Chicago-based IP shop Brinks Gilson & Lione opened its first overseas office in Shenzhen at the tail end of 2017, and Fish & Richardson announced its own plans for a Shenzhen office in November. It will be the firm’s second international office, after Munich.
“We’ve been traveling to China to visit with our clients for quite some time, and now we’ll have a platform from which to operate there,” Fish & Richardson managing partner Peter Devlin said.
Still, Shenzhen’s proximity to Hong Kong—just across the mainland China border—means that even with tech firms flocking to the city, a further influx of law firms is unlikely.
Elsewhere in Asia
Meanwhile, two U.S. firms exited Shanghai in 2018, as some firms continue to weigh whether a lasting presence in East Asia makes sense for their business models.
Seattle-based Davis Wright Tremaine revealed in October that it would close its lone overseas office by the end of the year, after a 24-year run in the financial capital of mainland China. At the beginning of the year, Atlanta’s Troutman Sanders also said it would close its Shanghai office, as well as its offices in Hong Kong and Beijing, by the end of May.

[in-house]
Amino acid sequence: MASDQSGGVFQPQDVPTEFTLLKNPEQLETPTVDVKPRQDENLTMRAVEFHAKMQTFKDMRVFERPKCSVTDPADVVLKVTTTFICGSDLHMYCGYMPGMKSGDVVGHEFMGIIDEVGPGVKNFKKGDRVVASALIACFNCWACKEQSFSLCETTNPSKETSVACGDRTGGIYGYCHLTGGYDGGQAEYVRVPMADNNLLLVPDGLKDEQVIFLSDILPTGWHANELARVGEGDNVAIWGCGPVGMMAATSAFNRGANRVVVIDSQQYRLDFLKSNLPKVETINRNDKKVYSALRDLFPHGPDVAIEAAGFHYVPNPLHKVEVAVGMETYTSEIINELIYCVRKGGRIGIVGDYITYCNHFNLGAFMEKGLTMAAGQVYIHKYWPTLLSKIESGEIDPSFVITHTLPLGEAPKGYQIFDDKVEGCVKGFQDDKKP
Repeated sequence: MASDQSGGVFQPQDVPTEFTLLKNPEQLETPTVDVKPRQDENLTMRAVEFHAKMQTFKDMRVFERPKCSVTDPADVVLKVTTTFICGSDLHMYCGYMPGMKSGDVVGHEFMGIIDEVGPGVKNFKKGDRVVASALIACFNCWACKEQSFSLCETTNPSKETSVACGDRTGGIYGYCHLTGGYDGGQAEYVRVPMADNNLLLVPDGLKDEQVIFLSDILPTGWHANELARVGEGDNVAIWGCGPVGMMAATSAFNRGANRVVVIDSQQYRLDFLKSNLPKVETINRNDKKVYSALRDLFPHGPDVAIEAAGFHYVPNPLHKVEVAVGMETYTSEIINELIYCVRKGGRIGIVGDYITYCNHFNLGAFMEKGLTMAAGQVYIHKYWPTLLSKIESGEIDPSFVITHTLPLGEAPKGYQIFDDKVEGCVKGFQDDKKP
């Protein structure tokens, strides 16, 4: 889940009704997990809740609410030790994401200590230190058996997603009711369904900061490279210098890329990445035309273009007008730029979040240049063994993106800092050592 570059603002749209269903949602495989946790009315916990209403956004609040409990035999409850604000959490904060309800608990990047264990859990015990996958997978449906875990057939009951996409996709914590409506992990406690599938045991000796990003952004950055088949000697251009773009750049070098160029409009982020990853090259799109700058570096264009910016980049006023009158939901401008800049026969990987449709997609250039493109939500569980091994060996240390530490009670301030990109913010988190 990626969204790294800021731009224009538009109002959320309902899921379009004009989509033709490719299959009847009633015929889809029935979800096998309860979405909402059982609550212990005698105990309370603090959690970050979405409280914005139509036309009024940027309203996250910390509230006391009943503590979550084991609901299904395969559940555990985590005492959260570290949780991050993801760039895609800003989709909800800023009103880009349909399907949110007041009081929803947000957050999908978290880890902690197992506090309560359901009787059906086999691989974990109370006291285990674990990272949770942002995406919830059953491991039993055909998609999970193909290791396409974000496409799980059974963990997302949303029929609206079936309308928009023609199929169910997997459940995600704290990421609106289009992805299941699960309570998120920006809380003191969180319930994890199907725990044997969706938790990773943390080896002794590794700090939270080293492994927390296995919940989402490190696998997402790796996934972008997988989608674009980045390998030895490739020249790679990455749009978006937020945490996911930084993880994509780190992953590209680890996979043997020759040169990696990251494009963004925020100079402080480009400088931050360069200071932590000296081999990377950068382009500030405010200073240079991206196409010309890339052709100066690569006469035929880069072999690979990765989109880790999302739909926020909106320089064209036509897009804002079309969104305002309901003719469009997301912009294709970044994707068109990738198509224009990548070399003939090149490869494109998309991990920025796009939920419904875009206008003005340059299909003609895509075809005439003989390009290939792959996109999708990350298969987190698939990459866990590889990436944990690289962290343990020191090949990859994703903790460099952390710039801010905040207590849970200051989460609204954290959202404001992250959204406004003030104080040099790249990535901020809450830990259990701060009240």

Other U.S. firms to pull out of Asia in recent years include Cadwalader, Wickersham & Taft, which closed offices in Hong Kong and Beijing in 2016, and Fried, Frank, Harris, Shriver & Jacobson and legacy Chadbourne & Parke, both of which left in 2015.
It’s not all losses, though. Linklaters in May became the first Magic Circle firm to gain the ability to practice Chinese law, through a joint operation in the Shanghai Free Trade Zone with a local partner.
A number of other cities around the globe have one fewer international law firm at the end of 2018 than they did at the beginning of the year, including Orrick, Herrington & Sutcliffe’s exit from Moscow, Hogan Lovells’ retreat from both Rio de Janeiro and Caracas, Venezuela, and Weil, Gotshal & Manges abandoning Budapest and Prague.